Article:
Clinical Relevance—To the authors’ knowledge, primary hypoparathyroidism has not previously been reported in a ferret. The condition should be considered for ferrets with hypocalcemia and hyperphosphatemia without azotemia. Treatment with dihydrotachysterol and oral supplementation of calcium appeared to be a viable option for long-term management.
CASE DESCRIPTION A 10-year-old sexually intact male client-owned Texas rat snake (Elaphe obsoleta lindheimeri) was referred for evaluation because of a 5-month history of progressive bilateral ocular opacities and abnormal behavior.
CLINICAL FINDINGS On ophthalmic examination, the snake had bilateral mature cataracts and uveal cysts. No additional ophthalmic or physical abnormalities were detected. Results of CBC, serum biochemical analysis, and ocular ultrasonography were unremarkable.
TREATMENT AND OUTCOME Bilateral spectaculotomy was performed, followed by bilateral phacoemulsification and uveal cyst aspiration, without complication. Histologic evaluation of the phacoemulsified lens material revealed only nonspecific findings associated with cataractogenesis. Vision was restored and the abnormal behaviors resolved after cataract surgery. Long-term follow-up examination performed 60 weeks after surgery revealed no additional ocular or physical abnormalities.
CLINICAL RELEVANCE The ocular anatomic and physiologic characteristics of snakes can pose intraoperative and postoperative challenges to phacoemulsification, but the outcome achieved for this surgical case suggested that successful cataract surgery is possible in these species. This case further demonstrated that cataracts may be associated with reversible behavioral abnormalities in captive snakes.
Case Description—A 5.5-year-old sexually intact female African Grey parrot (Psittacus erithacus) was evaluated for a 1-year history of pronounced polyuria and polydipsia. The bird also had a 1-month history of signs of mild depression and mydriasis.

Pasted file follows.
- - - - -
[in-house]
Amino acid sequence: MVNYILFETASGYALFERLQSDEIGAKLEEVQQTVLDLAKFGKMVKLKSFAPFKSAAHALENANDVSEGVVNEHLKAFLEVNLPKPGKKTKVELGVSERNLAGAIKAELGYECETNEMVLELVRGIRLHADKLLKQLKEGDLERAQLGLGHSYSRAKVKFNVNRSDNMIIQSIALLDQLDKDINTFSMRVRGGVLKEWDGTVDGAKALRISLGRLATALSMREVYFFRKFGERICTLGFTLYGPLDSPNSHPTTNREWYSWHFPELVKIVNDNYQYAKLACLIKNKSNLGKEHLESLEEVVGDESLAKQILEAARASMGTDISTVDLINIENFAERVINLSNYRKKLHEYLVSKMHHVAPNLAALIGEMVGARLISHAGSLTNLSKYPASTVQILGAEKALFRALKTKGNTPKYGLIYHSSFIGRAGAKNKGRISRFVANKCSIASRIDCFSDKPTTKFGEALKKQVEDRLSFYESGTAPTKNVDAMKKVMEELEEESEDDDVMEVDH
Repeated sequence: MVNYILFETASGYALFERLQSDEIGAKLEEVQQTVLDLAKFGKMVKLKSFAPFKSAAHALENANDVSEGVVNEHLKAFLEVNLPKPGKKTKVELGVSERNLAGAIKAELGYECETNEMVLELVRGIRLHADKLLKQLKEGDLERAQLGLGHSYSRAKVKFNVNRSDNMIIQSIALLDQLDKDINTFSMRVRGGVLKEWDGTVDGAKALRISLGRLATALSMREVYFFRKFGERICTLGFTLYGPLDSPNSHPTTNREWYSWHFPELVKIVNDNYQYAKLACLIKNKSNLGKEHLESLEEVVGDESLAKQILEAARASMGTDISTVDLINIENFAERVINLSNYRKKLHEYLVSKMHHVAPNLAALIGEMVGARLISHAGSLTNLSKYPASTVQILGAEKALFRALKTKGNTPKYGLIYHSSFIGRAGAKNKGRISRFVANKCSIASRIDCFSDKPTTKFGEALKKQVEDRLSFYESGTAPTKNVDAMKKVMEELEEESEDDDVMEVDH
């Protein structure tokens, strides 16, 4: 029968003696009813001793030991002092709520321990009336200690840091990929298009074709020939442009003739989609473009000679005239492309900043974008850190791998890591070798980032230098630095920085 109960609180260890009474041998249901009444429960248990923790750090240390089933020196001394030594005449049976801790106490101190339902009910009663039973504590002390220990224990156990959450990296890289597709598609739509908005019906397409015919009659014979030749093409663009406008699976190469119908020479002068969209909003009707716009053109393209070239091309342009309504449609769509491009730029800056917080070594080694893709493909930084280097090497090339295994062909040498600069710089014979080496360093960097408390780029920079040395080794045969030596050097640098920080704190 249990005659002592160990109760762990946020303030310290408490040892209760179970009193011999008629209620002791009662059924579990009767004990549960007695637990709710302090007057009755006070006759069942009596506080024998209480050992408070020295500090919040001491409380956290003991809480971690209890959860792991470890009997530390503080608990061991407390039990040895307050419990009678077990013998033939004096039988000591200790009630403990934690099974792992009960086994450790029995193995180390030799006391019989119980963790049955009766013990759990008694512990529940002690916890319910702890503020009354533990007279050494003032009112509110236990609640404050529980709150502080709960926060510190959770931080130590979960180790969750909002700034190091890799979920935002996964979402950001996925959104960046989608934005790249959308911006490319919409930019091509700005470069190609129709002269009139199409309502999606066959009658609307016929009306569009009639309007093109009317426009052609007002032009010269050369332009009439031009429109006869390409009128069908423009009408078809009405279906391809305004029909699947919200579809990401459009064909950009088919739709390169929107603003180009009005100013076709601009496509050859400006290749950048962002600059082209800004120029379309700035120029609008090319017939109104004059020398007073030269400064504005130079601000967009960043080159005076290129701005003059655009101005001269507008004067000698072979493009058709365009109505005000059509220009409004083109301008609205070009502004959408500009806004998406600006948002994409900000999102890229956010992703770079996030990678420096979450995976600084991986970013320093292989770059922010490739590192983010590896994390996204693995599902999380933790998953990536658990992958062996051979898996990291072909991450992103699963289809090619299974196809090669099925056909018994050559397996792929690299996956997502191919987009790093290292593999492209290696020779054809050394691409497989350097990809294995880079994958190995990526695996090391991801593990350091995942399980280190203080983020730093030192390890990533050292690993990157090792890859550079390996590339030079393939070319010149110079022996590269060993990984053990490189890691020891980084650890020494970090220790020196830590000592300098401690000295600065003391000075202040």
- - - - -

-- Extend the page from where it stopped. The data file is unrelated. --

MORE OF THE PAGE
Clinical Findings—Physical examination revealed a thin body condition and incomplete bilateral mydriasis. Other examination findings as well as CBC and screening radiography results were unremarkable. Plasma biochemical analysis revealed mild hypernatremia. The bird had a 3.3% loss in body weight over 170 minutes during a water deprivation test, and urine osmolality remained low. After IM administration of 0.9 μg of desmopressin, the rate of weight loss decreased substantially and urine osmolality increased 300% over the following 200 minutes.
Treatment and Outcome—Initial attempts to treat the bird with orally administered desmopressin failed to correct the polydipsia and polyuria. Ultimately, IM administration of 24 μg of desmopressin/kg (10.9 μg/lb) every 12 hours yielded a noticeable reduction in water consumption and urine production over a 6- to 8-hour period. Eight months later, the bird was returned for a recheck examination, at which time it was in good health and continued to respond to the medication. Despite continued response to the medication, right-sided internal ophthalmoparesis was detected 16 months after the initial diagnosis.